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Thyroid Function Testing: A Brief Update



Balancing It All Up - What Test to Use When, cont.

Slide 14

April 2009

Anti-TSH-receptor autoantibodies, measured either by a binding assay or a bioassay, can also be useful in some select situations. Those would include the differential diagnosis of Graves’ disease versus a thyrotoxic phase of subacute thyroiditis. Or, for example, also Graves’ disease on top of a toxic goiter. Many patients with a toxic goiter may also develop Graves’ disease. The main applications, however, are in pregnancy. First of all, a differential diagnosis between excessive vomiting of pregnancy versus first trimester Graves’ disease. Sometimes, Graves’ disease can manifest for the first time in the first trimester, this is also the time when excessive vomiting and nausea can occur and, those by themselves, through mechanisms which are not entirely clear, but may involve very high levels of HCG cross-reacting on the TSH receptor, can lead to apparent thyrotoxicosis. So here, detecting or not detecting anti-TSH receptor autoantibodies can give a definitive diagnosis. A second pregnancy-related scenario centers on the risk of a baby of a women who had Graves’ disease in the past, to be afflicted by neonatal Graves’ disease. Neonatal Graves’ disease is caused by autoantibodies that the mother still has in her system passing through the placenta to the baby causing transient, but sometimes severe, thyrotoxicosis. As most of those mothers either would have had their Graves’ disease treated, or the Graves’ disease would naturally go into seeming remission in the second trimester, it is very difficult to use a mother’s thyroid-function testing to judge whether there is circulating autoantibodies, which could affect the baby. Hence, measurement of TSH-receptor autoantibodies can be very helpful. If those are significantly elevated, either by a binding or activity assay, then this means the baby is at risk of neonatal thyrotoxicosis and expert obstetric care is required.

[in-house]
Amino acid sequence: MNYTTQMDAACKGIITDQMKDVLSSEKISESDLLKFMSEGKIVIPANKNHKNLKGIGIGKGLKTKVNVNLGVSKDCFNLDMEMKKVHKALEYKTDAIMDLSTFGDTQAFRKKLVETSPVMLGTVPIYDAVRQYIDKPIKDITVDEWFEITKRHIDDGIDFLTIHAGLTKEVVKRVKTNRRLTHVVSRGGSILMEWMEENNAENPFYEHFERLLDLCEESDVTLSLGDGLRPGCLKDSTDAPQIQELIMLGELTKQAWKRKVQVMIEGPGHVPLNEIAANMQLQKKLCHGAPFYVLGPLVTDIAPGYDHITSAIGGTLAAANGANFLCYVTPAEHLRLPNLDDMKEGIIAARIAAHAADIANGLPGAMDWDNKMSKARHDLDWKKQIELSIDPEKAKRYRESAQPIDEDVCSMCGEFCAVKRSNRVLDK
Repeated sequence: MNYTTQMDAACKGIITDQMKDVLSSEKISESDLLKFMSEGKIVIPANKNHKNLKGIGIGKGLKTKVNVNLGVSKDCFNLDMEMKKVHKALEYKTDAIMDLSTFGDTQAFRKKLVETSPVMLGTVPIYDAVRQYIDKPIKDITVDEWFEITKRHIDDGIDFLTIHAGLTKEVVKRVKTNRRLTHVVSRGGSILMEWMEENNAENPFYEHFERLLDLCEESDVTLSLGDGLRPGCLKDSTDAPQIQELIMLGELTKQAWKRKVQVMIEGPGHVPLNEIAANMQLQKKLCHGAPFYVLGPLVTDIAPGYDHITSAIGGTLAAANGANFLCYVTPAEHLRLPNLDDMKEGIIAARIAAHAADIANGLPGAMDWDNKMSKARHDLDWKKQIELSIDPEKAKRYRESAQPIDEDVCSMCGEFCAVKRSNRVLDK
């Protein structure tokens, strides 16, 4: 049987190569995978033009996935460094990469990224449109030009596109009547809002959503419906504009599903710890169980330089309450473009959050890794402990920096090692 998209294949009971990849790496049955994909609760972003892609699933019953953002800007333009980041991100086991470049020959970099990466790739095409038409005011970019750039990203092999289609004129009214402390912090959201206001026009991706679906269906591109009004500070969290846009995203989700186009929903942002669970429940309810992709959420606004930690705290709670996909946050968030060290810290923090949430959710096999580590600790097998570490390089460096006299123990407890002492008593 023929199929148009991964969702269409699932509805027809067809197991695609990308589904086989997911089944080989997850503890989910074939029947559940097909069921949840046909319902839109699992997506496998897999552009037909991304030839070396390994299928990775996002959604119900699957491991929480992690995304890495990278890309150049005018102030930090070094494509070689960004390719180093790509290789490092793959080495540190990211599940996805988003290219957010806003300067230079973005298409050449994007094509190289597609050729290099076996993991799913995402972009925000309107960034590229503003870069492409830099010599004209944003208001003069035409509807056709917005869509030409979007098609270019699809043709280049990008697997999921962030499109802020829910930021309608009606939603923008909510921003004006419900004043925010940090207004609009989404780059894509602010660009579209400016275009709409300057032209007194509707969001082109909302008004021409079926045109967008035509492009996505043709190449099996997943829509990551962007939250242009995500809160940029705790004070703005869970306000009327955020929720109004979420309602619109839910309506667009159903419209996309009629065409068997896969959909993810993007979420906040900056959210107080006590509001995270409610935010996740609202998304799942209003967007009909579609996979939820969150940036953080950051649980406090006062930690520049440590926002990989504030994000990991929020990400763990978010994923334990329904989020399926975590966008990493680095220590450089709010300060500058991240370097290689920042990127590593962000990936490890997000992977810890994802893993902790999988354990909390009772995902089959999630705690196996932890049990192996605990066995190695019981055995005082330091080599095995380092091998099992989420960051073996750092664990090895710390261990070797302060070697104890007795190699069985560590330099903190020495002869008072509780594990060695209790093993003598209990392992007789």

What Test to Use When, cont.

 


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